Flashbacks of a Fool (2008)    0 Stars



Flashbacks of a Fool (2008)

Director: Baillie Walsh

Cast: Daniel Craig, Harry Eden, Eve

Synopsis: A fading Hollywood star looks back at the days of his youth as he returns home from his best friend’s funeral.




I vaguely remember Flashbacks of a Fool earning some unflattering reviews when it came out in the UK in 2008 but was prepared to give it a go. I thought maybe I was on to a winner with the soft-focus opening sequence played out against an old Scott Walker song, but unfortunately that – and another romanticised sequence featuring a Roxy Music song which proves to be one of the more important scenes of the entire film – were the few high points in an otherwise disappointing effort.

The theme – the loss of youth and the realisation that we have lost more than we had ever realised with its passing – is a universal one which means it has the potential to speak to everyone who watches it. A few years ago I saw a photograph taken of myself when I was 17 with my arms around a couple of female friends I have long since lost contact with and I was shaken by the depth of feelings that ordinary photograph aroused. A sudden reminder of a past time can serve as a violent wake-up call simply because it can re-awaken thoughts and feelings that life have slowly and almost completely anaesthetised, so the last scene also resonated with me (I didn’t burst into hysterical tears like Ruth when I saw the photo – stiff-upper-lipped Brit and all that, don’t yer know – but you get what I mean). Anyway, although it did resonate, too much of what had gone before was so indulgent as to border on the laughable. The film as a whole also fails to gel: there’s no real sense of time despite the references to Roxy Music and Bowie, or place (the film, largely set in Britain, was filmed in South Africa) and relationships that are central to the story are largely unexplored.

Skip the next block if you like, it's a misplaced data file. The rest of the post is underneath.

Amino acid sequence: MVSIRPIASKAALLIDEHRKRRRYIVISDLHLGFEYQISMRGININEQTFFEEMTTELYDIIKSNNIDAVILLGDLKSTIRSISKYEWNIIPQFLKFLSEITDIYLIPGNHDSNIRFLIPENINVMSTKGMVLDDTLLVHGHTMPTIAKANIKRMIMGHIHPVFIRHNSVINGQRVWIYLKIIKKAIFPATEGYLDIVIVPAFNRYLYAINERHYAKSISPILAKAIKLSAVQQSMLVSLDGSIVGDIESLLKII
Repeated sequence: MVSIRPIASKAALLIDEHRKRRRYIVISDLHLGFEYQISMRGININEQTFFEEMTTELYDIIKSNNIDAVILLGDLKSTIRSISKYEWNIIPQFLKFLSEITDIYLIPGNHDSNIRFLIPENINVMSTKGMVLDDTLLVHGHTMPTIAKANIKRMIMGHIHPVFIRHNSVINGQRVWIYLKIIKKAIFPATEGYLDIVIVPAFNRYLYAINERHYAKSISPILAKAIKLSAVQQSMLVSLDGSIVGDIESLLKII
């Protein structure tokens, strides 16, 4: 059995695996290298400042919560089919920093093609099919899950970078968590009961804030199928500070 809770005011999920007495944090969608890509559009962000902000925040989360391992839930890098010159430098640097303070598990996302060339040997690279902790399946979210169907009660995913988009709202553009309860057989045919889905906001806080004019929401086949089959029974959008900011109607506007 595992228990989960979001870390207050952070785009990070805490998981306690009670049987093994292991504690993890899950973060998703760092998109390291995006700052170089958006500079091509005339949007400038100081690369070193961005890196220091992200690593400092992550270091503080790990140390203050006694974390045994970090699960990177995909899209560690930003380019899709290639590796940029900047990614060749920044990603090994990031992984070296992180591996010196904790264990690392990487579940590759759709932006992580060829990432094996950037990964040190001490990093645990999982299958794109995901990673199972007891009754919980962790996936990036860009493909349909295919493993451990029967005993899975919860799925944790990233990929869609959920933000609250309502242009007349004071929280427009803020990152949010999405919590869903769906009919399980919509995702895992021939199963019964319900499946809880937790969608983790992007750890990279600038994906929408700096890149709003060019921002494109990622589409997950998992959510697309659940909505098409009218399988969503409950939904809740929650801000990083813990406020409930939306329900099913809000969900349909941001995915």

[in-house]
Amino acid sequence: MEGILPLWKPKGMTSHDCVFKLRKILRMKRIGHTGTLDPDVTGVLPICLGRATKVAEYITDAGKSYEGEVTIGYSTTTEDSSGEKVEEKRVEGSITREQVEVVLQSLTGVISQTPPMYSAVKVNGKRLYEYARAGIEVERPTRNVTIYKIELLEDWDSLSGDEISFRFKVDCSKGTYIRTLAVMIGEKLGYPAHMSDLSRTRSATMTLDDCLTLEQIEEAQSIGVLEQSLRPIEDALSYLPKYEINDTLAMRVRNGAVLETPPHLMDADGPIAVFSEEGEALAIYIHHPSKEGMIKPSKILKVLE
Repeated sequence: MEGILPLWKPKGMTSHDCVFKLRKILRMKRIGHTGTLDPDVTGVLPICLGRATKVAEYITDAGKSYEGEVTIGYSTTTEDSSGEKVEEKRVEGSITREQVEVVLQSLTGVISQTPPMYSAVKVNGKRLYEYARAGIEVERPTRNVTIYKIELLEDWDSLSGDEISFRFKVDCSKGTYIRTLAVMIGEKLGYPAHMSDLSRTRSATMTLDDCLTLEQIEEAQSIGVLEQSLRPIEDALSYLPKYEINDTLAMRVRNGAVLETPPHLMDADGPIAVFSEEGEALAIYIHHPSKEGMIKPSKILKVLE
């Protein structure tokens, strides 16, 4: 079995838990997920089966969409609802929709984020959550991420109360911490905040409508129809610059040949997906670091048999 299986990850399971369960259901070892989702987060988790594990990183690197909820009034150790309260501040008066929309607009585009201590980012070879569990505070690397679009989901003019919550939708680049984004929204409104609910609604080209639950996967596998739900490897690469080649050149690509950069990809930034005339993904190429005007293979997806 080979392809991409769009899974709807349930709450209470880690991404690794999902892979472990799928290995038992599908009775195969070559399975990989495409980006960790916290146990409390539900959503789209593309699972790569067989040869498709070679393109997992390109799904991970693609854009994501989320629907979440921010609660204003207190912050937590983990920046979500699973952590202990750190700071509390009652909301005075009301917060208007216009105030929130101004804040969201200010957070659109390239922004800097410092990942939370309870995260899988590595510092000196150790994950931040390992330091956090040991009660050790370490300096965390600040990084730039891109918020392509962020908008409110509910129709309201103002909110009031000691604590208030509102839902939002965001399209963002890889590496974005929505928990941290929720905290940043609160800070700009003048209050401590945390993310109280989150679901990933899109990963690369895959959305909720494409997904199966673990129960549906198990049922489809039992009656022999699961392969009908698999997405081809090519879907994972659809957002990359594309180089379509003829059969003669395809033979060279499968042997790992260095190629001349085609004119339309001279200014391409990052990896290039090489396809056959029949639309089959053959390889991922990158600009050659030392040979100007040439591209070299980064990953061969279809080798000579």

Daniel Craig performs well, as do all the cast, but they’re up against a director intent on showing how sensitive and deep his story is. I lost count of the number of times we were treated to shots of the sea or the lake, the occasions when character’s faces are shot through glass reflecting cloudy skies, etc. It’s all very meaningful and artistic, but it’s also a bit too obvious to be effective, and the fundamental theme of the storyline means that they aren’t really necessary.

The choice of music is first-class though.